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Buffalo, NY -- In their relentless and often violent pursuit to control what citizens can and cannot put in their bodies, the state leaves behind a trail of blood and suffering. As the Buffalo Police Department illustrated last week, this trail often contains the blood of defenseless animals.

Police incompetence coupled with deadly training came to a head last week and wreaked havoc on the residents of Buffalo. The Narcotics Division of the Buffalo Police Department executed a series of drug raids last week leading to a handful of arrests and the seizure of small quantities of drugs -- mostly cannabis.

After the department released their heroic numbers to the press on how much dangerous cannabis was taken off the streets, they remained conveniently silent about the dogs they slaughtered along the way.

On Friday morning, Buffalo cops, in their search for a 170 lb 5'11" black male, raided the home of Michael Urban -- a 5'11" 210 lb white male.

While police were ramming the innocent man's face into his kitchen floor, Urban pleaded with them not to kill his dog. But it was to no avail.

Police took aim at the helpless dog who, according to Urban was simply standing there in a non-threatening manner. 'Boom,' one officer fired, but the bullet only injured Urban's 18-month-old pit bull named Gotham, sending him running away frightened and crying.

As the dog is wailing in agony, another officer fires a round directly into the dog's skull, exploding the innocent animal's head. But, it gets worse.

Urban lives on the second floor of an apartment. When the second officer shot, that bullet went through the floor and almost killed the tenant downstairs.

"What just happened?" Urban recalls. "As the bullet hole went through the floor through the ceiling, as the dog's blood is dripping through the downstairs apartment... who's accountable?"

As Gotham's blood drips from the bullet hole in Urban's floor and out of the hole of Jami Krafchak's ceiling in the apartment below, cops decided to go after her too.

After they nearly killed her, cops raided Krafchak's home. She was manhandled, searched with no warrant, and humiliated as she stood there in her nightgown.

Neither Urban nor Krafchak were charged with a crime.

The night before the heroic cops of the Buffalo Narcotics Division killed an innocent man's beloved pet, they raided the home of Cory and Cindy Meer.

According to Meer’s lawyer, Matthew Albert, Meer and his two-year-old son watched helplessly as jackboots murdered their beloved family dog, Damian, a six-year-old Pit Bull.

Meer tells Artvoice that his dog was not a threat to officers. “He is the most family friendly dog I’ve ever had… he’s never hurt anyone,” said Meer. “He would have licked the cops."

Just like Urban, Meer lied face down as he begged the cops not to shoot Damian. Again, this was to no avail.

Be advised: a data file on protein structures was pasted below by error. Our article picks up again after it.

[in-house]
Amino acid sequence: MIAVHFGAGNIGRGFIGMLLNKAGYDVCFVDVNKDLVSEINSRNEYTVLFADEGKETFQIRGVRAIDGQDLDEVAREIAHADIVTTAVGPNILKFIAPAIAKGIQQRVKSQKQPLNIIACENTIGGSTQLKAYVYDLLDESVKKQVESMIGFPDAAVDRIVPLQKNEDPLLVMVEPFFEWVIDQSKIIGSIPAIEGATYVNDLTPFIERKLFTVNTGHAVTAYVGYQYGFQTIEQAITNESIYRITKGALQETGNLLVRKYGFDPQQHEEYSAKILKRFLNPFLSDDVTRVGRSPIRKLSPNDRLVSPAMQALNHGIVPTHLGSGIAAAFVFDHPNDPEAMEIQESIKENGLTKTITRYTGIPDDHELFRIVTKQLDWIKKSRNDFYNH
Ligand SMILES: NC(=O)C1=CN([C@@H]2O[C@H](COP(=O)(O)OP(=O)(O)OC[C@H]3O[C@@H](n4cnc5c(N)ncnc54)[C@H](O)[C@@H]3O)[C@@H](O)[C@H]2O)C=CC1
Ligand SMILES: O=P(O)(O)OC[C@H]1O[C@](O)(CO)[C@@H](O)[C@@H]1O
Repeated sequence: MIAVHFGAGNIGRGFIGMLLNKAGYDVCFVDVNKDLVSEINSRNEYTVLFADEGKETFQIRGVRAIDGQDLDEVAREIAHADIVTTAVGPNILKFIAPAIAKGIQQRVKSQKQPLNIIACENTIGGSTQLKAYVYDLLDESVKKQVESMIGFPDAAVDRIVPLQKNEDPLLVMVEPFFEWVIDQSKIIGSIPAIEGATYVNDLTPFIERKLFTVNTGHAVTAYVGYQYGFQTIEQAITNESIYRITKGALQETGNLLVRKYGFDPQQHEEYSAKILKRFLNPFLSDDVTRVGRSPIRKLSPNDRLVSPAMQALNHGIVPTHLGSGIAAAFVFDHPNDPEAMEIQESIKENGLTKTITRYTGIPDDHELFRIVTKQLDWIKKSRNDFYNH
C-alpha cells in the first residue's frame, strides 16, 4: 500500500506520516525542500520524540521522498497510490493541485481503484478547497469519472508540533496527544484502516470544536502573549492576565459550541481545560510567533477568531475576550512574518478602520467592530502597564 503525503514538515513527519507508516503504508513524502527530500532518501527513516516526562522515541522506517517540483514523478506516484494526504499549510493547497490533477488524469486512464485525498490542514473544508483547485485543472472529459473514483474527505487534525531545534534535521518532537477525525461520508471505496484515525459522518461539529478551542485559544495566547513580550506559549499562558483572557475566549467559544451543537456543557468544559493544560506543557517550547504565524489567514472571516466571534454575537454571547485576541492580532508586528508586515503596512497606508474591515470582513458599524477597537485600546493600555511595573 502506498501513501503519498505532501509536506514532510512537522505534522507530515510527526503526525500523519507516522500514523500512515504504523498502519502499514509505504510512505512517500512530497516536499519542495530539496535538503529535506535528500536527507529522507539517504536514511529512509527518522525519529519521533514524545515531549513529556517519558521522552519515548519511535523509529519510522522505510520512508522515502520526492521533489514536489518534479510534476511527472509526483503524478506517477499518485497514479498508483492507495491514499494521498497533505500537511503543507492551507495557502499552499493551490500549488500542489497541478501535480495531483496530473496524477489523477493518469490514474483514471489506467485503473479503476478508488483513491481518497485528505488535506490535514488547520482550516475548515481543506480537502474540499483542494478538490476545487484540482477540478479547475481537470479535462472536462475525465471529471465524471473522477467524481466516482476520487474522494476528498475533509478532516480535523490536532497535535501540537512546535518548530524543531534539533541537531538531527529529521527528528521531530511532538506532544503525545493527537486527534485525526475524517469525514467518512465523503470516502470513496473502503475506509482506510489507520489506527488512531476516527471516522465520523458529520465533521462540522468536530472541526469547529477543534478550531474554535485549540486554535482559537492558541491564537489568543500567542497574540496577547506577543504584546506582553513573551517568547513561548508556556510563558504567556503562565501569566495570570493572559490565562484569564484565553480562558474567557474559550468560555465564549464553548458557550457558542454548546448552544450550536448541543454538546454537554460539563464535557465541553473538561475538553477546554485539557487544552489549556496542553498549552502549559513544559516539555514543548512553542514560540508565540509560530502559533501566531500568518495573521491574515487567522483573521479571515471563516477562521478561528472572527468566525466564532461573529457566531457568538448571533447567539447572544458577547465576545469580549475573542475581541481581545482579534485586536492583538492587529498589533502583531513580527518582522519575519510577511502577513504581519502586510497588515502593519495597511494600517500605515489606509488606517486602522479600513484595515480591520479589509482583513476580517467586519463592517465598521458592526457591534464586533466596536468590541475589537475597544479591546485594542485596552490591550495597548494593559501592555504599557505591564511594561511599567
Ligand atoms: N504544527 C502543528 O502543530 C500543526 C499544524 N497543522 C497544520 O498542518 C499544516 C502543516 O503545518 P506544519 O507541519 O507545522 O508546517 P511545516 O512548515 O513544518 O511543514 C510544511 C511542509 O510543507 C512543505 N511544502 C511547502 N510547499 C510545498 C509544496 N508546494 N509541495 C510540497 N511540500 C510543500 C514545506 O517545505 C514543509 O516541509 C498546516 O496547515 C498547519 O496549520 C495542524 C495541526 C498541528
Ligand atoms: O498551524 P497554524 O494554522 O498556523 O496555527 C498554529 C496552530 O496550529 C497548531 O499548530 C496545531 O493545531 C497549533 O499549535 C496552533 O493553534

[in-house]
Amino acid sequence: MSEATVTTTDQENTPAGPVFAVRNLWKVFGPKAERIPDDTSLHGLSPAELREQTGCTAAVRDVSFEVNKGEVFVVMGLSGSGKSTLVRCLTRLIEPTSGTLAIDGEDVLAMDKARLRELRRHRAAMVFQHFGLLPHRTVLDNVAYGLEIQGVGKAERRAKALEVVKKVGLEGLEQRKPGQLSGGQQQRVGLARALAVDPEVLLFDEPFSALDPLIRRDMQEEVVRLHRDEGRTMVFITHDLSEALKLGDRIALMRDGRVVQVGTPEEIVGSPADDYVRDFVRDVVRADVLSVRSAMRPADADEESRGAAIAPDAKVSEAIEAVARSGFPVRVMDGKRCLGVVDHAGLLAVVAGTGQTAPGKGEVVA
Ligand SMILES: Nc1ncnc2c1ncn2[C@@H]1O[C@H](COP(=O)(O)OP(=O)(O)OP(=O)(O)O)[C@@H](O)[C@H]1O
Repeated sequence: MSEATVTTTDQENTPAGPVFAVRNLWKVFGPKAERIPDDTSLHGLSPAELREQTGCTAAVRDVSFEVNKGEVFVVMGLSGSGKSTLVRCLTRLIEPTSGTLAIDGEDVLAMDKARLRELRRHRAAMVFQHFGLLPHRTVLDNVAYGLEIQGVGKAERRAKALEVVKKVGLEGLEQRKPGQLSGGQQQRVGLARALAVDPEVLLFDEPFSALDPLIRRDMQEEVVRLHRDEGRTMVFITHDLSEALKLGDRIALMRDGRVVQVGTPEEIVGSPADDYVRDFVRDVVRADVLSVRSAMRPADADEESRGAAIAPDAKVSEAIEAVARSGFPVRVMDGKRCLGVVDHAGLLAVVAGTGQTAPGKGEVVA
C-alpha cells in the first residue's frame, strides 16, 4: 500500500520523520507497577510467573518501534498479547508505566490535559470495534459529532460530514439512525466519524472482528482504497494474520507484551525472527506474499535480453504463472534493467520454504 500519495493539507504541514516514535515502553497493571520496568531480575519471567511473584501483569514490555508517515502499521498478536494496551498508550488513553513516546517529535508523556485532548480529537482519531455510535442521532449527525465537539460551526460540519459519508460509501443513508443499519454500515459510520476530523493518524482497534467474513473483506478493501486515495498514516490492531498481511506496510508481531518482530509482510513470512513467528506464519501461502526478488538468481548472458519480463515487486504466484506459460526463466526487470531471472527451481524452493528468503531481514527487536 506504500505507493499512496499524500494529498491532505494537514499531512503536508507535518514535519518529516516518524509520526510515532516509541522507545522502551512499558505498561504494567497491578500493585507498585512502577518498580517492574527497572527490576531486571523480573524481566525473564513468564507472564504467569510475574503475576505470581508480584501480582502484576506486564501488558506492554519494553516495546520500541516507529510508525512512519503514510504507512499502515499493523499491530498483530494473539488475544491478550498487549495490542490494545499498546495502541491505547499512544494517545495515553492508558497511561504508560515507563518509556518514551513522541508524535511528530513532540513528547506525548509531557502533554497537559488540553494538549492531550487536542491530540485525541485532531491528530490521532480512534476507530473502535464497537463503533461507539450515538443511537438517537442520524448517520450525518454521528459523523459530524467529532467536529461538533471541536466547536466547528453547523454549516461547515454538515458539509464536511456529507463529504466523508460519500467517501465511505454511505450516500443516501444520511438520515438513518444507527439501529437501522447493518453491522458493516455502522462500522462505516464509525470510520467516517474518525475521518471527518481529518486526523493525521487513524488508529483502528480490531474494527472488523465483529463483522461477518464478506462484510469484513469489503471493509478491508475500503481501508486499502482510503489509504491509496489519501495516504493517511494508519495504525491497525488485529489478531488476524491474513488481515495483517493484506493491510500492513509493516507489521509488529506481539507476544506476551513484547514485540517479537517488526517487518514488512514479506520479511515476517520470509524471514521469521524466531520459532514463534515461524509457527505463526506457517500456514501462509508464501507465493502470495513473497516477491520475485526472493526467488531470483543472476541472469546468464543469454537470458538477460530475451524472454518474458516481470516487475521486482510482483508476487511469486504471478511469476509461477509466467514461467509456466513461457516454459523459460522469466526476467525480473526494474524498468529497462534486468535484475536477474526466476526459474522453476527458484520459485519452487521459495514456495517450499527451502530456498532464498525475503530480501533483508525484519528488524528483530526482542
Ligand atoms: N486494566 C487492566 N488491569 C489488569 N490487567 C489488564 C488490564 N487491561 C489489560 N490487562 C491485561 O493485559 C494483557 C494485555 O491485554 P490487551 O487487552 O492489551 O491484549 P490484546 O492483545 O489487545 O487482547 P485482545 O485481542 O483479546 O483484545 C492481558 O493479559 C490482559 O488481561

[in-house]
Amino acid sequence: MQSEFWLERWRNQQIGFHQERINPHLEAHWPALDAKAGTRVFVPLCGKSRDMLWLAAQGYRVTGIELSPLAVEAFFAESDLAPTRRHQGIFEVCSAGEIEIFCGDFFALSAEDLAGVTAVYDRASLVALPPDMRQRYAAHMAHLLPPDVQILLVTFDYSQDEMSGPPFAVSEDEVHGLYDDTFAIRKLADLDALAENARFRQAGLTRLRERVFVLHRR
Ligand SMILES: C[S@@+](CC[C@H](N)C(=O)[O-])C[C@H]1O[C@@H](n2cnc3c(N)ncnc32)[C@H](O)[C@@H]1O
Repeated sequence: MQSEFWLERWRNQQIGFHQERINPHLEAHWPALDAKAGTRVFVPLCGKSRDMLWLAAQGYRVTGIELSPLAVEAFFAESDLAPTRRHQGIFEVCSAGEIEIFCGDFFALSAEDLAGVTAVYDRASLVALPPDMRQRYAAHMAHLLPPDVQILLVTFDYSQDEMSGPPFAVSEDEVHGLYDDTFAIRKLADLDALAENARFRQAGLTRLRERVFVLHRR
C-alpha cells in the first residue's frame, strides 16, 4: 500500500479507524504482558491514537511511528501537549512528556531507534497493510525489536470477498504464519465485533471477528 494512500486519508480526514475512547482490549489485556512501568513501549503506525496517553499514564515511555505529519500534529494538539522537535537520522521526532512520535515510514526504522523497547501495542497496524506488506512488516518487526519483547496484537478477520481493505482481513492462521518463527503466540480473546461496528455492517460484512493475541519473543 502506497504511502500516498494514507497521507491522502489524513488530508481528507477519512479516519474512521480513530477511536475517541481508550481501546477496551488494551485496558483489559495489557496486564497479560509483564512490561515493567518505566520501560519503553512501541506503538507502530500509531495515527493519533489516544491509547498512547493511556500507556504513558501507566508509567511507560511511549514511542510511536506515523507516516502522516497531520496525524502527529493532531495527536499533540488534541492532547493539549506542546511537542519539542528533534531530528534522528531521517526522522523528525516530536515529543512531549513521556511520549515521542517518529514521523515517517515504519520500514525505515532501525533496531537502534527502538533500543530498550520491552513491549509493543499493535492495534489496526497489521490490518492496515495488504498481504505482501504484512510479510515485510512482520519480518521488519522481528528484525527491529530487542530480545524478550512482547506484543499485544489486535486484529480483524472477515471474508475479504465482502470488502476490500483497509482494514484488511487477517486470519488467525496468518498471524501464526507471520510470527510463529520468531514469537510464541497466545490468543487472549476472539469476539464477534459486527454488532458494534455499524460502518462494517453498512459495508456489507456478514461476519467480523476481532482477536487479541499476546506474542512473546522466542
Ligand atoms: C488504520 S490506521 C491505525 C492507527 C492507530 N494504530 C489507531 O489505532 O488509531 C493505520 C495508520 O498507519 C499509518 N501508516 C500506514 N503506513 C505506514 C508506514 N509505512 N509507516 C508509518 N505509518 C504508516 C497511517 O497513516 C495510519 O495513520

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As Meer's 2-year-old watched in horror, a cop blasted the family dog to death.

“My son lost his best friend right in front of him,” Meer said.

Also like Urban, Meer was not arrested. However, a friend at his house allegedly had a small amount of marijuana on him, so the raid was justified, according to police.

According to Meer's attorney, he has 12 active cases of dogs being killed by the same squad.

“They are going to say they are going after dangerous drug dealers,” Albert said. “Out of the cases I have, they’ve hit the wrong houses numerous times, found nothing numerous times, and I think at best, they’ve found a few pills at one of these houses… charges I got dismissed because they were filed wrong.”

In 2014, the Free Thought Project reported on a Freedom of Information Act request for use of force incidents within the Buffalo police department. The information was shocking.

According to use of force reports, Buffalo Police shot 92 dogs from Jan. 1, 2011 through Sept. 2014. Seventy-three of those dogs died. Nineteen survived.

To provide a comparison, Buffalo's numbers more than triple the amount of dog shooting incidents involving police in Cincinnati, a municipality of similar size.

"The numbers are what the numbers are," Buffalo Police Chief of Detectives Dennis Richards said in an interview with WGRZ in 2014. "Certainly, no officer takes any satisfaction in having to dispatch a dog."

Apparently, however, they do. It is not like Buffalo residents have more dogs than other parts of the country. This department seemingly takes satisfaction in killing people's dogs.

When asked if the Buffalo police have undergone any special training in regards to dealing with dogs, or the handling of dogs in a non-lethal manner, Chief Richards said, "It has not come to that point in Buffalo that we've implemented any of those other techniques."

Apparently killing a dog every other week, or two in a 12-hour period, is just dandy and they see no problem with it or reason to seek out training to deal with such a high rate of puppycide.

Something has to be done, however, and it is far more than just training. The most effective action that would need to be taken would be to drastically reduce the instance of no-knock search warrants. According to an ACLU report, 62 percent of SWAT raids are searches for drugs.

If we want to end puppycide, we have to end the drug war, the two are not mutually exclusive.

[author title="" image=""]Matt Agorist is an honorably discharged veteran of the USMC and former intelligence operator directly tasked by the NSA. This prior experience gives him unique insight into the world of government corruption and the American police state. Agorist has been an independent journalist for over a decade and has been featured on mainstream networks around the world. Follow @MattAgorist[/author]